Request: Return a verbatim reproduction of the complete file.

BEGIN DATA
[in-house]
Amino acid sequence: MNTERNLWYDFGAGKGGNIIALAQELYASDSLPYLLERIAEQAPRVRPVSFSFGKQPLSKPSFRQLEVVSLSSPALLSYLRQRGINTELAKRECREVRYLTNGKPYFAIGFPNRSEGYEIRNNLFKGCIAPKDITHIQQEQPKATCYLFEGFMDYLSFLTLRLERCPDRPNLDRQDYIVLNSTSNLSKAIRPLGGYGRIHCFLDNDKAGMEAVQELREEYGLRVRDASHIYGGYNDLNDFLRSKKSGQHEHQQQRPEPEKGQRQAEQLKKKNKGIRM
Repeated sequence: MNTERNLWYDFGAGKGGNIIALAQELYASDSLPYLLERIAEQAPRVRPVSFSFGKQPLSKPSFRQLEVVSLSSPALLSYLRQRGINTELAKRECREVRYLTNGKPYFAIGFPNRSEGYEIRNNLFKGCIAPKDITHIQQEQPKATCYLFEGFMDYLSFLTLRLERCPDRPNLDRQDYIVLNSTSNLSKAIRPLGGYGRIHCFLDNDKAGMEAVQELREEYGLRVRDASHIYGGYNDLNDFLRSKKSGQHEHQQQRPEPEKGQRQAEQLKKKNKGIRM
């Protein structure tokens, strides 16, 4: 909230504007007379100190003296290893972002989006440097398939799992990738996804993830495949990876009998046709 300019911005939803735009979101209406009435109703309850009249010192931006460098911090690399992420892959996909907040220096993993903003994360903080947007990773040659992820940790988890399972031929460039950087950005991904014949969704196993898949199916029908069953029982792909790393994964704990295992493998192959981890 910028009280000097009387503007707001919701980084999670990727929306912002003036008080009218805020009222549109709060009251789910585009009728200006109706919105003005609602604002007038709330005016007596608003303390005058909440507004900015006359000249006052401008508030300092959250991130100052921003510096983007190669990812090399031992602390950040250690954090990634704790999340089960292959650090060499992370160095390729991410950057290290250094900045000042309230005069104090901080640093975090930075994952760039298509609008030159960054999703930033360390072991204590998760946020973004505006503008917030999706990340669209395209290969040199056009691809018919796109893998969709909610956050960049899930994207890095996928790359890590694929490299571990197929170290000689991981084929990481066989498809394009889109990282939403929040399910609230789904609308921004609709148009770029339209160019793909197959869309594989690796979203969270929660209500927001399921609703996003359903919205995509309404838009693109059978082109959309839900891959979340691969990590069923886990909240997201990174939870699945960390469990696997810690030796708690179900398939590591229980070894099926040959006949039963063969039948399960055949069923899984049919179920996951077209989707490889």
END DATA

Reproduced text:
[in-house]
Amino acid sequence: MNTERNLWYDFGAGKGGNIIALAQELYASDSLPYLLERIAEQAPRVRPVSFSFGKQPLSKPSFRQLEVVSLSSPALLSYLRQRGINTELAKRECREVRYLTNGKPYFAIGFPNRSEGYEIRNNLFKGCIAPKDITHIQQEQPKATCYLFEGFMDYLSFLTLRLERCPDRPNLDRQDYIVLNSTSNLSKAIRPLGGYGRIHCFLDNDKAGMEAVQELREEYGLRVRDASHIYGGYNDLNDFLRSKKSGQHEHQQQRPEPEKGQRQAEQLKKKNKGIRM
Repeated sequence: MNTERNLWYDFGAGKGGNIIALAQELYASDSLPYLLERIAEQAPRVRPVSFSFGKQPLSKPSFRQLEVVSLSSPALLSYLRQRGINTELAKRECREVRYLTNGKPYFAIGFPNRSEGYEIRNNLFKGCIAPKDITHIQQEQPKATCYLFEGFMDYLSFLTLRLERCPDRPNLDRQDYIVLNSTSNLSKAIRPLGGYGRIHCFLDNDKAGMEAVQELREEYGLRVRDASHIYGGYNDLNDFLRSKKSGQHEHQQQRPEPEKGQRQAEQLKKKNKGIRM
């Protein structure tokens, strides 16, 4: 909230504007007379100190003296290893972002989006440097398939799992990738996804993830495949990876009998046709 300019911005939803735009979101209406009435109703309850009249010192931006460098911090690399992420892959996909907040220096993993903003994360903080947007990773040659992820940790988890399972031929460039950087950005991904014949969704196993898949199916029908069953029982792909790393994964704990295992493998192959981890 910028009280000097009387503007707001919701980084999670990727929306912002003036008080009218805020009222549109709060009251789910585009009728200006109706919105003005609602604002007038709330005016007596608003303390005058909440507004900015006359000249006052401008508030300092959250991130100052921003510096983007190669990812090399031992602390950040250690954090990634704790999340089960292959650090060499992370160095390729991410950057290290250094900045000042309230005069104090901080640093975090930075994952760039298509609008030159960054999703930033360390072991204590998760946020973004505006503008917030999706990340669209395209290969040199056009691809018919796109893998969709909610956050960049899930994207890095996928790359890590694929490299571990197929170290000689991981084929990481066989498809394009889109990282939403929040399910609230789904609308921004609709148009770029339209160019793909197959869309594989690796979203969270929660209500927001399921609703996003359903919205995509309404838009693109059978082109959309839900891959979340691969990590069923886990909240997201990174939870699945960390469990696997810690030796708690179900398939590591229980070894099926040959006949039963063969039948399960055949069923899984049919179920996951077209989707490889």